External Affairs in the Commonwealth Arsenal

By Talitha Dall

“It appears no exaggeration to say that the combined effect of s 51(xxix) and s 109 is that the Commonwealth can annihilate State legislative power in virtually every respect”[1]


Gibbs’ bold assertion that external affairs power is likely to be the death of the legislative power of the States has been the subject of much scholarly debate. [2]  The truth is that since the 1920s, Commonwealth legislative power has increased considerably, to the extent that the Commonwealth can legislate on almost any subject. This increase of power has transpired at the expense of the legislative power of the States through a variety of means. Broad interpretation of the heads of power has given the Commonwealth powers that the Constitution never intended it to have. In contrast to the States’ self-governing origins, the High Court has seen fit to dismiss the concept of balance between the State and Federal Governments, resulting in impoverished States and an ineffective, costly federal system. In particular, the High Court has used the strategic combination of section 51(xxix) external affairs power and section 109[3] to assume large portions of State legislative territory for the expansion of the national government. What remains of the Australian Federation is a hollow shell of what was intended. Although many solutions to this dilemma have been proposed in the past, it appears that the only reasonable solution is for the High Court to apply a more originalist interpretation to the Constitution. This paper seeks to examine the extent of the Commonwealth’s use of external affairs in conjunction with section 109 and analyse the practicality of the various solutions.


Expansive, literalist interpretation of external affairs has resulted in it becoming an effective weapon for securing Commonwealth legislative ground to the detriment of the States.[4] Decades ago, Quick and Garran accurately characterised the Commonwealth’s external affairs power as a ‘great constitutional battleground’.[5] Their observation has been nothing if not accurate, but perhaps not for the reason they supposed. Looking through the lens of the British Empire, Quick and Garran anticipated that s51 would come into conflict with the legislative territory of the British Empire. This is the reason they concluded that external affairs ‘cannot be construed in the wide and far-reaching manner suggested’ and ‘The expression “External Affairs” is apparently a very comprehensive one, but it has obvious limitations.’[6] They could never have anticipated that the interpretation methods employed by the High Court would ultimately leave the country a federation in name only. Since the Amalgamated Society of Engineers v Adelaide Steamship Co Ltd (‘Engineers’)[7] the High Court has frequently interpreted the s51 heads of power in isolation from the rest of the document and since then has typically attributed to it as broad a meaning as possible.[8] In R v Barger[9], Justice Isaacs contended that the Commonwealth should be treated essentially as a unitary State without limits on its scope of power.[10] Aroney explains: ‘When faced with a choice, a majority of the Court have usually adopted the widest possible interpretation of federal power consistent with the language used to define each head of power.’[11] O’Connor J further expounded,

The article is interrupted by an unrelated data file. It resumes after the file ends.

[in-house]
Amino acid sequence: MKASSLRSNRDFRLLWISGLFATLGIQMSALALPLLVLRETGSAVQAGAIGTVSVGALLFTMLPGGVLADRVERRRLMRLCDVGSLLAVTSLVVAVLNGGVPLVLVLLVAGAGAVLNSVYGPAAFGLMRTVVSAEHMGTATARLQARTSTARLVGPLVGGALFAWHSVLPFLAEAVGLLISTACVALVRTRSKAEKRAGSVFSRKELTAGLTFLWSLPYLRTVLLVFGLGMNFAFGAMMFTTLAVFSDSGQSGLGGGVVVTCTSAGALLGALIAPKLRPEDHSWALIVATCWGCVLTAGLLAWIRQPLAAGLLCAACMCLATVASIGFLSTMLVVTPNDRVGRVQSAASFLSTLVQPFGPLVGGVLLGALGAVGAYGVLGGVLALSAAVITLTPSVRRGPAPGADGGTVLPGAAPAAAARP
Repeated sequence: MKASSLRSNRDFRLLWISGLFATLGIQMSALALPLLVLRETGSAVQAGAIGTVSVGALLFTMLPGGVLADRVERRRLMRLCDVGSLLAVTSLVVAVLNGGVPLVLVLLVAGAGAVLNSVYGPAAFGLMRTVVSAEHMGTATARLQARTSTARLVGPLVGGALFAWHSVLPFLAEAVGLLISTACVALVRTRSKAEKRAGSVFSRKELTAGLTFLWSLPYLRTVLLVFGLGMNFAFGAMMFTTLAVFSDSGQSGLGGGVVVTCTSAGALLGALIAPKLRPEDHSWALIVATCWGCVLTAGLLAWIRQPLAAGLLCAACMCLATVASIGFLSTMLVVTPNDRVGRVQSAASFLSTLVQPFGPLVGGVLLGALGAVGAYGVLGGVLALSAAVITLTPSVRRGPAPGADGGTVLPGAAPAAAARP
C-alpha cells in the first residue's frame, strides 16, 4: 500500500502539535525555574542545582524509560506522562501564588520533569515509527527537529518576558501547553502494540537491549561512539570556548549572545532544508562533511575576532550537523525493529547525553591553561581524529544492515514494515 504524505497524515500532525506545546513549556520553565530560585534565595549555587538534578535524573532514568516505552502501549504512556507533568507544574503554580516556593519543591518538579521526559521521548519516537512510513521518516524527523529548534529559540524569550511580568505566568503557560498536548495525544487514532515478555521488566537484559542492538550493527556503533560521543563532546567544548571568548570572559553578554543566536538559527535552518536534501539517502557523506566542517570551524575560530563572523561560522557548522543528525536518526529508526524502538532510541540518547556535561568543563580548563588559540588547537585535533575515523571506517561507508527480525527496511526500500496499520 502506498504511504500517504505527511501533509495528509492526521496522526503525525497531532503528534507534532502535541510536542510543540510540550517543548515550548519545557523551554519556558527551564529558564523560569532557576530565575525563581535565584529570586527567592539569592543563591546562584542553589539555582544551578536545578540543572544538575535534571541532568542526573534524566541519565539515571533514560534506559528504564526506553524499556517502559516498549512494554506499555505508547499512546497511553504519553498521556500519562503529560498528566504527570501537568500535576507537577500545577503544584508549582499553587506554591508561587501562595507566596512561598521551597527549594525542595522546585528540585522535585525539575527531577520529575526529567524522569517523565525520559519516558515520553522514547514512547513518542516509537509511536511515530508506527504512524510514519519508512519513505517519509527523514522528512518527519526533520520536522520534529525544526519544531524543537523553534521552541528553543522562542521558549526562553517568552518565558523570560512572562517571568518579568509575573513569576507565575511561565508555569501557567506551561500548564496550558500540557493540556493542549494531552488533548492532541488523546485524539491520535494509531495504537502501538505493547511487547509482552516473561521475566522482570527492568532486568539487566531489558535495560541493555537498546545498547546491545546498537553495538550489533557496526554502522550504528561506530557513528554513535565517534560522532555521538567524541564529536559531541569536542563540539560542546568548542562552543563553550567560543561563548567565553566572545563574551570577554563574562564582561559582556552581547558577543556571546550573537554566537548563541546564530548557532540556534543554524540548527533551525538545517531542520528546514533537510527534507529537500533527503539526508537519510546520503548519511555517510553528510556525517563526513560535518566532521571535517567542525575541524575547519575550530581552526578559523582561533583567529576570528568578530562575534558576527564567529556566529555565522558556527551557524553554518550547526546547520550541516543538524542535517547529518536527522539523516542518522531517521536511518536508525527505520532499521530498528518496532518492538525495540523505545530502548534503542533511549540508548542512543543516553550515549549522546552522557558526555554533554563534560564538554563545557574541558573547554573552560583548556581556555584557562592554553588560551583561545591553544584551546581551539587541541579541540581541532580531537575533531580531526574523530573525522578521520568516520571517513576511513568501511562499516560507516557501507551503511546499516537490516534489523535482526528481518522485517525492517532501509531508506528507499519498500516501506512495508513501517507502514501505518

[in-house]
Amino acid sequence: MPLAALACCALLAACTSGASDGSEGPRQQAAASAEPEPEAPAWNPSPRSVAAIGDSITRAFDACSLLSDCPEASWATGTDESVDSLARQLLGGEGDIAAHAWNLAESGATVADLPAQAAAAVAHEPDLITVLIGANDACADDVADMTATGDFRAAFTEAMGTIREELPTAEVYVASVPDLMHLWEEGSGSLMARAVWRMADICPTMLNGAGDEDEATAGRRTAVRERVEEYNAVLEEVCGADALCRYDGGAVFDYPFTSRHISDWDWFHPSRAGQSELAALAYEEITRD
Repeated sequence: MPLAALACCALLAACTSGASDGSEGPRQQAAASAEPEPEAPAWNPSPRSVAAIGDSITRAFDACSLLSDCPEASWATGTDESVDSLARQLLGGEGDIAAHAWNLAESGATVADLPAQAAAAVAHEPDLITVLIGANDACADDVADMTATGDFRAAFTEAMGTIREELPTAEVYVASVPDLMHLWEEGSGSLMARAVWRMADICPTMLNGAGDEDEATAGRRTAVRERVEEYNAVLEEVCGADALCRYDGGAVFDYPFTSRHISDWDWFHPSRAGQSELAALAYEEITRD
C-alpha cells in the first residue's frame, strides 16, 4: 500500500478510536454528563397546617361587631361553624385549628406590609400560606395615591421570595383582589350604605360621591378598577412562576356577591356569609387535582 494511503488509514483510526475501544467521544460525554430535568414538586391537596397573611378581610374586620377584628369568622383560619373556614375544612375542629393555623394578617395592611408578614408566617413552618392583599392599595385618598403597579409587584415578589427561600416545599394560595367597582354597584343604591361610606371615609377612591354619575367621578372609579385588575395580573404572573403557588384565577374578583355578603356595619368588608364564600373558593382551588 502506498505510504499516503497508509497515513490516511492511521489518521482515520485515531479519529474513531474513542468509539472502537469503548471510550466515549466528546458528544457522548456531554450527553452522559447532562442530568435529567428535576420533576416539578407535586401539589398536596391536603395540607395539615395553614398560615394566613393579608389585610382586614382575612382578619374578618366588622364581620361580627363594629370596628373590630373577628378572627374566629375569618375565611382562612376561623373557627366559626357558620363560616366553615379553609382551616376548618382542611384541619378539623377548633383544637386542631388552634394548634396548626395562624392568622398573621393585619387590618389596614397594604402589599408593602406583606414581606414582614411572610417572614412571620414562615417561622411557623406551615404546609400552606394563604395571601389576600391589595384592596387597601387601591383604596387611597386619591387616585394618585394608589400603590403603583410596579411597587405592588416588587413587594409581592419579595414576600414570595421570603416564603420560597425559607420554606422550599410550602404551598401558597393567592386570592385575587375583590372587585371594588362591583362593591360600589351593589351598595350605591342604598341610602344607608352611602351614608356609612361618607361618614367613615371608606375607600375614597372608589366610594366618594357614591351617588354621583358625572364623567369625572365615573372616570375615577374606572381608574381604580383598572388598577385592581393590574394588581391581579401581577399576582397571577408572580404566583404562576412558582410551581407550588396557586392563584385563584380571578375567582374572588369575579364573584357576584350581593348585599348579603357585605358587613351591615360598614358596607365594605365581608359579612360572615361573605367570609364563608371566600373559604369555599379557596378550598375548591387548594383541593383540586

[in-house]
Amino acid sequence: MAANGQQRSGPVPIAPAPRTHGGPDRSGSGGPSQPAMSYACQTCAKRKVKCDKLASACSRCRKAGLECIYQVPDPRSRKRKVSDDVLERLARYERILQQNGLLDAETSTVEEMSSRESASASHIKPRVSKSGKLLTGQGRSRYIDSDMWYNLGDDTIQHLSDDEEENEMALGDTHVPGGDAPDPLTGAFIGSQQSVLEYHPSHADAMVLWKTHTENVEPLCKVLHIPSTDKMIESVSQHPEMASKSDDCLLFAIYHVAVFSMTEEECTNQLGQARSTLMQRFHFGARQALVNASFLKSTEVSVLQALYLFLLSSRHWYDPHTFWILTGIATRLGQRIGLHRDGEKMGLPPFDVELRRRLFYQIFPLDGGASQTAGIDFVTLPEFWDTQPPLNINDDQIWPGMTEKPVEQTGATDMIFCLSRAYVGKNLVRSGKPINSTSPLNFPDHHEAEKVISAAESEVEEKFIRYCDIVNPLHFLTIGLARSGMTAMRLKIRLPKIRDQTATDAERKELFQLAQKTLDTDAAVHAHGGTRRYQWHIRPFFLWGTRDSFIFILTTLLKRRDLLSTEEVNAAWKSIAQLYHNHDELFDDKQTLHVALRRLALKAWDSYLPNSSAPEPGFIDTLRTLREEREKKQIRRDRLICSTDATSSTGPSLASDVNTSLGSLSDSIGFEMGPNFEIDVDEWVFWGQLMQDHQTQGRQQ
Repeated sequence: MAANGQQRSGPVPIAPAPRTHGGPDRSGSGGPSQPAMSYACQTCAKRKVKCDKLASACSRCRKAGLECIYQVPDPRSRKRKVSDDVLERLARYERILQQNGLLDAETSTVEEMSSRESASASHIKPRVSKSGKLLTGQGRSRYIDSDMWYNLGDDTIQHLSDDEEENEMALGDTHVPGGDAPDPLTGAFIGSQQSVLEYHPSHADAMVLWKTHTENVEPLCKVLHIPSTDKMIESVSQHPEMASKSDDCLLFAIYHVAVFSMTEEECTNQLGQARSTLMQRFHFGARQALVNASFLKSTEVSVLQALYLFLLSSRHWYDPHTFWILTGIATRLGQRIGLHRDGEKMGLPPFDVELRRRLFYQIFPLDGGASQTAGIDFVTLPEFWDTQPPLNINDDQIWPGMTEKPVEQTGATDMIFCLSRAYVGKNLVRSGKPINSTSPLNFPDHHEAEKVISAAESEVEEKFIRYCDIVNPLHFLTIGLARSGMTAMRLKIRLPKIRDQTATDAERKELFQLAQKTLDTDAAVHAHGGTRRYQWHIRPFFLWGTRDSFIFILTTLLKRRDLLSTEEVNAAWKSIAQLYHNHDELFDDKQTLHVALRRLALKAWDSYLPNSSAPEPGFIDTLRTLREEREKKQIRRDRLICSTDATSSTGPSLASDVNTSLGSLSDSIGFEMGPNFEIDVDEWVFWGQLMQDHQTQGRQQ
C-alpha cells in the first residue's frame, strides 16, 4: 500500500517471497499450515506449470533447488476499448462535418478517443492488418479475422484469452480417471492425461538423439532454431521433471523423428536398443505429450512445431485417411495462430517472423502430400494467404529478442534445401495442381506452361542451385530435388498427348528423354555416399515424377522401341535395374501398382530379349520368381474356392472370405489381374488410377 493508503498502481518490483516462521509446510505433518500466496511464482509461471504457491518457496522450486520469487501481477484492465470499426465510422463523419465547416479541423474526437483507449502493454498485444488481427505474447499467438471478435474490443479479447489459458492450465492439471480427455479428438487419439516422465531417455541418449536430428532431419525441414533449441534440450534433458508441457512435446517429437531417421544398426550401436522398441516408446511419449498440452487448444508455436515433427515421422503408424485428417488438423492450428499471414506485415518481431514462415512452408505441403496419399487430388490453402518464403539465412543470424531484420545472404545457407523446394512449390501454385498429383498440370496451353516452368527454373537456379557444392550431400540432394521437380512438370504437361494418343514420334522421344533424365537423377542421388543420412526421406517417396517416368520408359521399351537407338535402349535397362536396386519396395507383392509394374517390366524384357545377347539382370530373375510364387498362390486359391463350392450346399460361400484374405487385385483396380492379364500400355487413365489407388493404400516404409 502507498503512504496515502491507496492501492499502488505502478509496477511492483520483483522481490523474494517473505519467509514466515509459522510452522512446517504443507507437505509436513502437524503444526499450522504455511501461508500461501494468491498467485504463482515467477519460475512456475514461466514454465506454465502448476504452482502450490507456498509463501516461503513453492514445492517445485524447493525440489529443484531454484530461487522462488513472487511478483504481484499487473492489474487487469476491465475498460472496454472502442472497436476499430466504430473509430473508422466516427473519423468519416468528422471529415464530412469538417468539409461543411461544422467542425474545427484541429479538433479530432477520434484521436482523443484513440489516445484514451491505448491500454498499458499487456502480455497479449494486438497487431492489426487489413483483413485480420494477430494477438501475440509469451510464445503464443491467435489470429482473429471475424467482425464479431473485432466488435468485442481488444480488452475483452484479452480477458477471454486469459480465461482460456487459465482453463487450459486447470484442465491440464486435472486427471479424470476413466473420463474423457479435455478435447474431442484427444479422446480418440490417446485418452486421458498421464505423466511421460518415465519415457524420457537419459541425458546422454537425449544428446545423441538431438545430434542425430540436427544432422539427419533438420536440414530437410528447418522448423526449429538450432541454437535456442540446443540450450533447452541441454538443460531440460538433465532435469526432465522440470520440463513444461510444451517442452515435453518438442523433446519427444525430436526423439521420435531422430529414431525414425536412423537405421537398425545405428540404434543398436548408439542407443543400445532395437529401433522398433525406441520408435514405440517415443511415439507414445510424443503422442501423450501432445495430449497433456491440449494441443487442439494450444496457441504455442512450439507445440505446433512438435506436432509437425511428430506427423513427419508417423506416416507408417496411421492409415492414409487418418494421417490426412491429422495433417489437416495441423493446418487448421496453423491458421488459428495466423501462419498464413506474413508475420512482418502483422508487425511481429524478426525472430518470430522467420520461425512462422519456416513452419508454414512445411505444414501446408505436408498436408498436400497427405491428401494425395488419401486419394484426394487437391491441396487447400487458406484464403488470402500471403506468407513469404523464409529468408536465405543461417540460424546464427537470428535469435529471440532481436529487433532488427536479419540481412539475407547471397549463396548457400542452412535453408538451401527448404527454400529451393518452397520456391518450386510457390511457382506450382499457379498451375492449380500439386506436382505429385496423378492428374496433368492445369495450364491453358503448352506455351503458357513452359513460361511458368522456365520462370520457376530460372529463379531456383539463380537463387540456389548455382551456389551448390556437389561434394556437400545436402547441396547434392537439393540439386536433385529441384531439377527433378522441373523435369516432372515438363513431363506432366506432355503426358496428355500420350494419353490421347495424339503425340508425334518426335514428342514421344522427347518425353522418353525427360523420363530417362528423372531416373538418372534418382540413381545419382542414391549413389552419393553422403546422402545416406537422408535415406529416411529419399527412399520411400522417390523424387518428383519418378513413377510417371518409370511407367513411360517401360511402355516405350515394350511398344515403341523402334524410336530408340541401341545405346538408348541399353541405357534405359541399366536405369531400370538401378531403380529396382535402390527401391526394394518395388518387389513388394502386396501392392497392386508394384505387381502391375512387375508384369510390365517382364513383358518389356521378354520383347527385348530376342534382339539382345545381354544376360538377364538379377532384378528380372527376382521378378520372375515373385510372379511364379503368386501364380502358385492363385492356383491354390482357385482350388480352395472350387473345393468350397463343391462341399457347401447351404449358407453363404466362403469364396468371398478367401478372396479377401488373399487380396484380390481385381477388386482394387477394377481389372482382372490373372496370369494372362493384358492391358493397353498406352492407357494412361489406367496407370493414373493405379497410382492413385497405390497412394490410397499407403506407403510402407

it must always be remembered that we are interpreting a Constitution broad and general in its terms… for that reason, where the question is whether the Constitution has used an expression in the wider or in the narrower sense, Court should… always lean to the broader interpretation…[12]

In contrast, Justice Wilson contended that the Commonwealth’s ability to legislate regarding s51 has been given an interpretation ‘which… proceeds without regard to the context of par.(xxix) in s.51 and to the federal character of the Constitution.’[13] This is true. Through the conventions, the successive drafts of the Constitution and through their subsequent writings, the drafters of the Constitution made their intent clear. Quick and Garran were of the opinion that external affairs,

must be restricted to matters in which political influence may be exercised, or negotiation and intercourse conducted, between the Government of the Commonwealth and the Governments of countries outside the limits of the Commonwealth.[14]